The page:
November 16, 2013 - Burlington, Vermont
The T-shirt slogan states "what happens in Vermont stays in Vermont...but nothing ever happens in Vermont". Although this may be largely true as a whole there is certainly one thing that is a "happening" in Vermont, and that is UVM hockey, which has a large following not only in the Burlington area, but statewide as well. Named for 1912 Olympic track and field gold medal winner, and UVM alum Albert Gutterson, Gutterson Fieldhouse sits on the edge of campus near other athletic fields and facilities, and has a recognizable, arching hangar shape. The arena opened in 1963, and has been packed every hockey season since with rabid followers of Catamounts hockey, clad in green and gold. The focal point of the building is the black metal roof, which also serves as the side walls of the arching arena. Renovations in 1991 added additional seating and brought upgrades to the building, which now boasts a capacity of 4035. The entrance lobby is a sharp looking brick and glass structure added onto the end of the arena, and sports green tinted glass, the name of the arena, and a simple Catamounts "V" logo at one side. The fascia of the entrance end is a tan and brown concrete, and the brick structure squares off the area where the arching roof would meet the end wall. Although not the only arena with this profile and silhouette, "The Gut" as the arena is known, has a distinct look to it. There is an adjacent parking deck just steps away from the main entrance, and a second entryway to the building juts off of the side of the arena. The overall view of the arena is simple, yet well kept, and screams of old time hockey. Just inside the main entrance is an old fashioned box office area. A reserved seat for this televised matchup with Providence College cost $22. The UVM campus clearly seems to be the hub of the Burlington area, and college athletics, especially hockey, are the main attraction in these parts.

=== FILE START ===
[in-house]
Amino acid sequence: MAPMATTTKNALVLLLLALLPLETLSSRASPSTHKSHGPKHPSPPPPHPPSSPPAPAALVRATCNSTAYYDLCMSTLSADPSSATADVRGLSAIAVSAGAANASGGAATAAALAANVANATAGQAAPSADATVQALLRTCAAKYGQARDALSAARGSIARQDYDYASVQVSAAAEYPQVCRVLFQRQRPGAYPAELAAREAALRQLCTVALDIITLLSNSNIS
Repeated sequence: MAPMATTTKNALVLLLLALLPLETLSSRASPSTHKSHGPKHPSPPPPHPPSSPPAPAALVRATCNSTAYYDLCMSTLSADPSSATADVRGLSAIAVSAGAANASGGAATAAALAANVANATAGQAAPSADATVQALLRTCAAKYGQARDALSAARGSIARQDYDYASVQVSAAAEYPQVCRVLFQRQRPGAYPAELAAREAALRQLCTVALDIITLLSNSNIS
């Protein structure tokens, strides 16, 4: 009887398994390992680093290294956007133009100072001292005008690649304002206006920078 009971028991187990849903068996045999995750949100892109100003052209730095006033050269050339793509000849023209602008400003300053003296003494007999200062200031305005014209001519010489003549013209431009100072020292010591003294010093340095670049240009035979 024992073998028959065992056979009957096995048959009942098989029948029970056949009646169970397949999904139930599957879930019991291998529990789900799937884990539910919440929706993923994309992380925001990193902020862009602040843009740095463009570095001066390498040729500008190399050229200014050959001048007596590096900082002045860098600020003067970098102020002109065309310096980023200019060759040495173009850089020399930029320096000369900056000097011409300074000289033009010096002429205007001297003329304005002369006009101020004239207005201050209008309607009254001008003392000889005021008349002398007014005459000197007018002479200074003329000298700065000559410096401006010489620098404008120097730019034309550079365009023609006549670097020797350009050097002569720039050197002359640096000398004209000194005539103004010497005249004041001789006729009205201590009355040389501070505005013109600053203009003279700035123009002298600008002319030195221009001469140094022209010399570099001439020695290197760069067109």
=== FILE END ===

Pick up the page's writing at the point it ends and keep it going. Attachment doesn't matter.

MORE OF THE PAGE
The parking lot and lobby filled up well before gametime with fans waiting for the doors to open. Once inside the arena itself the simple design finds doors opening up to the seating area, just past the main concession stand, which sits directly inside the main entrance. The is also a pair of stairways which lead to the landing on the grandstand on one end of the arena. There is a very nicely stocked team store which is run as an extension of the campus bookstore, and sits in the corner of the lower lobby providing a great selection of Catamounts gear. Once you pass into the arena itself you take a step back in time to a large degree. Wood in the prominent feature of the arena, with the entire arching ceiling being made up of wooden planks. Large metal support rafters are all painted green, but with the shape of the ceiling the wood extends down to the back of the seating area. Seating on the sides is made up of wooden bleachers, with 11 rows on each side of the ice. One side of the arena has an upper concourse aisle as the ice surface is offset within the building somewhat, allowing for fans to pass behind the upper row of seat on one side. The other side features seating that backs right up to the arching ceiling, and is accessed from an aisleway in front of the seats. The seats on the near end of the arena are chairback seats reserved for season ticket holders, and made up of 16 steeply pitched rows. The far end of the arena has wooden bleachers and is mainly reserved as the student section, and made up of 19 rows. The student section was quite full, and is properly positioned to allow merciless heckling of the opposing goalie for 2 periods. The Catamounts pep band occupies the corner section next to the student section and was rocking all night long. The ice surface is a touch wider than regulation size, at 90 feet wide. The glass surrounding the arena is very high all the way around, and is seemingly the only feature which can't claim the "old time hockey" tag. A simple center ice scoreclock has a message board at the bottom, but seems to fit nicely with the stylings of the arena. Banners commemorating the time that John LeClair and Tim Thomas spent in a Catamounts uniform are also prominently displayed. Gutterson Fieldhouse has a classic setup which fits perfectly with not only the college hockey atmosphere, but with the rural, small town images which one pictures when Vermont comes to mind. It may not be the newest or biggest arena in Hockey East, but with a full, boisterous crowd, and a throwback type of architecture it is certainly hard to argue that it provides one of the best settings to showcase the game.